Stories

Chapter 2 – The Deepest Pit

Alice knew she had to get up. Staying behind her shadow wasn’t an option. Inexplicably, as excruciating as it was, she had to keep going. Giving up was physically impossible. She’d tried. Again and again. Impossible.

She had to get on her trembling feet, resting with her hands on her bony knees half way up, and then stretch to her full height. He legs were shaking as she opened her eyes, still puffy and crusted from the tears, looking around in her tiny apartment. She saw the rickety wooden table with its paint peeled off so she could only guess what colour it had once been. The only chair in the place still lay knocked down next to it from last night. The couch she was standing next to – oh, how she longed to throw herself in its waiting embrace and forget about everything that was happening. Forget about the things lurking just behind her vision. Ever present. Whispering. Shouting. Feeding the flames in her.

Suddenly rage burned in her. Rage at how unjust it was. The ‘Why me?!’ was back. If she couldn’t give up, she had to keep fighting. She had to find a way out. She had to! She couldn’t going on hurting everyone around her, hurting herself. Although, after everything she had done she felt that she deserved this and everything else that hell could rain upon her. Such remorse, she felt like it was pulling her apart. She gave in to it, hoping that it would tear her to millions of pieces.

She did her best to keep up her shield of rage. It lit another fire next to the strange one that, once so familiar, now felt alien to her. The desire to be the best no matter the cost was no longer her own. She could not embrace it, she could not give in to it. She had to be strong and fight it. Because ‘no matter the cost’ was a high price to pay indeed.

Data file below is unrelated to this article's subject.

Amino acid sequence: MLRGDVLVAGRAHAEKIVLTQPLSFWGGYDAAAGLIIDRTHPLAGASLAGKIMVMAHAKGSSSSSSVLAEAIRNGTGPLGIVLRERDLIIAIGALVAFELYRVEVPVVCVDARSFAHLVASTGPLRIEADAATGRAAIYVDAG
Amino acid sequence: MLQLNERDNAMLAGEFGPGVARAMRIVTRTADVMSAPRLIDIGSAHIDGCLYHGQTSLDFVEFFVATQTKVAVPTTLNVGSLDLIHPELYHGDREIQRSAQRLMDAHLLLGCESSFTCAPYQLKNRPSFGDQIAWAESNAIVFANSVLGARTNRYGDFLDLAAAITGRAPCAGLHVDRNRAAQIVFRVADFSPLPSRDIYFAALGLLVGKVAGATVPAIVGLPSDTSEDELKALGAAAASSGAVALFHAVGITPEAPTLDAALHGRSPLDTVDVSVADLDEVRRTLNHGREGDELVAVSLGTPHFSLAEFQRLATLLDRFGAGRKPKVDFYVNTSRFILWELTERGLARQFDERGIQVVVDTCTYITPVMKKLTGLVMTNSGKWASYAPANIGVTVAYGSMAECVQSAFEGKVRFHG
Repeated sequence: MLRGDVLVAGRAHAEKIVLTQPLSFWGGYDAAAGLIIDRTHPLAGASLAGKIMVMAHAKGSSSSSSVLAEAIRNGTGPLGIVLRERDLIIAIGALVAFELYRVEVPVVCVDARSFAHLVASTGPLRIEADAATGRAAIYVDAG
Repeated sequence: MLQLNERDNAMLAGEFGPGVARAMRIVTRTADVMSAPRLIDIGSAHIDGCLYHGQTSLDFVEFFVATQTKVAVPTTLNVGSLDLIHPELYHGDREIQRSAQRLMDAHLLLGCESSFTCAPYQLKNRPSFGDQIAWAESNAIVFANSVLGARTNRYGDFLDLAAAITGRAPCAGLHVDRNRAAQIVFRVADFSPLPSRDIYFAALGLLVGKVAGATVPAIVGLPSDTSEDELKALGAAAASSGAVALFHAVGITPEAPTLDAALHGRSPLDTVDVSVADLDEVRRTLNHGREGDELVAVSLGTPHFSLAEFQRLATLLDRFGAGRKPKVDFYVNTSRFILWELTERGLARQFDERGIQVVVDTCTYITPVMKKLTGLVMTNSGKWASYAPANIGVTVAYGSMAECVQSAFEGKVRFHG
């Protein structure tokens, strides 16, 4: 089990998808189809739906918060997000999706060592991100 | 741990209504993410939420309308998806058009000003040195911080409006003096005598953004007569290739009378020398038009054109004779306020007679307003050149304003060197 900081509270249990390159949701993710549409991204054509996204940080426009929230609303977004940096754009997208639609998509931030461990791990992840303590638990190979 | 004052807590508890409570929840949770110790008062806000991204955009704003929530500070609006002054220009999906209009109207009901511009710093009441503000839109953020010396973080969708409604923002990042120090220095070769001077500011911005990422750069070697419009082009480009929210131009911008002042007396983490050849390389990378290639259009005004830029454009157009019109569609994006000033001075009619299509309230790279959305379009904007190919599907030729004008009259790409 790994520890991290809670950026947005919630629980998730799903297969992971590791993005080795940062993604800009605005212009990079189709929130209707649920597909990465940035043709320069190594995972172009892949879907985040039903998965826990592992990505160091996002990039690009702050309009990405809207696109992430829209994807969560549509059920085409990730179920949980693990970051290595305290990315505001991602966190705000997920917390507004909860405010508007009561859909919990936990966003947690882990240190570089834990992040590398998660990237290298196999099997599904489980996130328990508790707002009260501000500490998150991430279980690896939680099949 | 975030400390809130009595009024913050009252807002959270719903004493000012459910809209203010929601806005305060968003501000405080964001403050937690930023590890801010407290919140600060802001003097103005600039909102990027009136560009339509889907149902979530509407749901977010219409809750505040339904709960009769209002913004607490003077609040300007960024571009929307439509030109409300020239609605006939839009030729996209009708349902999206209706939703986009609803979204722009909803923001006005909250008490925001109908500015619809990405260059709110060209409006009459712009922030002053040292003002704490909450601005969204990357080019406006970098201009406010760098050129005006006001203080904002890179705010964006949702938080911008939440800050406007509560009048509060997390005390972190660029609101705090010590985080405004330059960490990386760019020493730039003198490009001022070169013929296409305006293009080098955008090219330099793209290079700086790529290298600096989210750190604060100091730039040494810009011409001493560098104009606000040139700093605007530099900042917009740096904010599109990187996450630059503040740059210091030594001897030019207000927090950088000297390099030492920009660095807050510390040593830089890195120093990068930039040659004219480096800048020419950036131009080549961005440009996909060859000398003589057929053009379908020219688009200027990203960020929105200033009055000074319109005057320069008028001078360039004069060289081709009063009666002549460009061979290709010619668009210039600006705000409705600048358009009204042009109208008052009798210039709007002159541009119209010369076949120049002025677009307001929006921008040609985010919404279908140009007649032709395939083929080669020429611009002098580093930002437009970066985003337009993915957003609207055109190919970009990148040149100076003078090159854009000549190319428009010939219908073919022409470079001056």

So she had been the best in class throughout her school years – but what of Penelope Woods? She had been the truly clever one with a brilliantly bright future ahead of her. Until it was taken from her. Alice’s threats had made sure she was too scared to ever speak up. She knew what happened if she defied Alice. She had seen it happening. She had seen it again and again throughout the years. So she stayed silent. She lost any interest in her studies. She lost interest in life. The last news Alice had of her said that Penelope had been caught in a firefight between two drug gangs whilst waitressing at a 24/7 diner. It didn’t say whether she survived.

Marissa Bollard had broken a leg when she was about to beat Alice in an inter school race. She’d been in a wheelchair ever since. Billy Clifford had fallen down the stairs when he applied for the same job as Alice and for which he was better suited. He’d broken his neck and died. The list went on. She remembered them all. She repeated their names in her lowest moments, willing herself to sink even deeper. Punishing herself.

It hadn’t been like this in the beginning. She had been a bright and athletic child, naturally excelling in everything she did. It’s when she started to see that there are others better than her, that it started. Not able to stand the idea of being the first loser – coming second – she’d maliciously wished ill upon her competition. It worked, and the fire – the desperate feverish desire – grew ever stronger. Alice became ruthless. Marissa was tripped. Billy was pushed. Her own sister had been slapped, kicked, beaten and humiliated until she was a shadow of her former bubbly self. Until she took her own life.

The rage was gone. All that was left was remorse. Alice screamed. It sounded inhuman, blood curdling. She lurched forward, throwing herself on the splintered chair leg that was sticking up in the air.

Once again the shadows laughed at her. They were not going to release their hold. Even though she no longer thrived on their power and was growing increasingly cumbersome, they still found her somewhat amusing. Puny human. Pathetic. Worthless. Something to be toyed with.

Wailing, snot and spit dribbling down her hollow face, Alice screamed until she could scream no more. Her voice was reduced to little more than a feeble rasp. Nobody heard. Nobody cared. She was alone. Unable to let go. She had tried. Again and again.

Her shadow was moving once again. More urgently this time. She knew there was no escape. It had allowed her to despair as it found it entertaining every now and again. Now it was time to go.

Not seeing or caring where she was going, she let the fire inside her lead her forward to whatever lay ahead.


 

I guess that’s as good place as any to let you know that this is entirely a work of fiction and the people, places and events aren’t related to me or anyone else. 

G.

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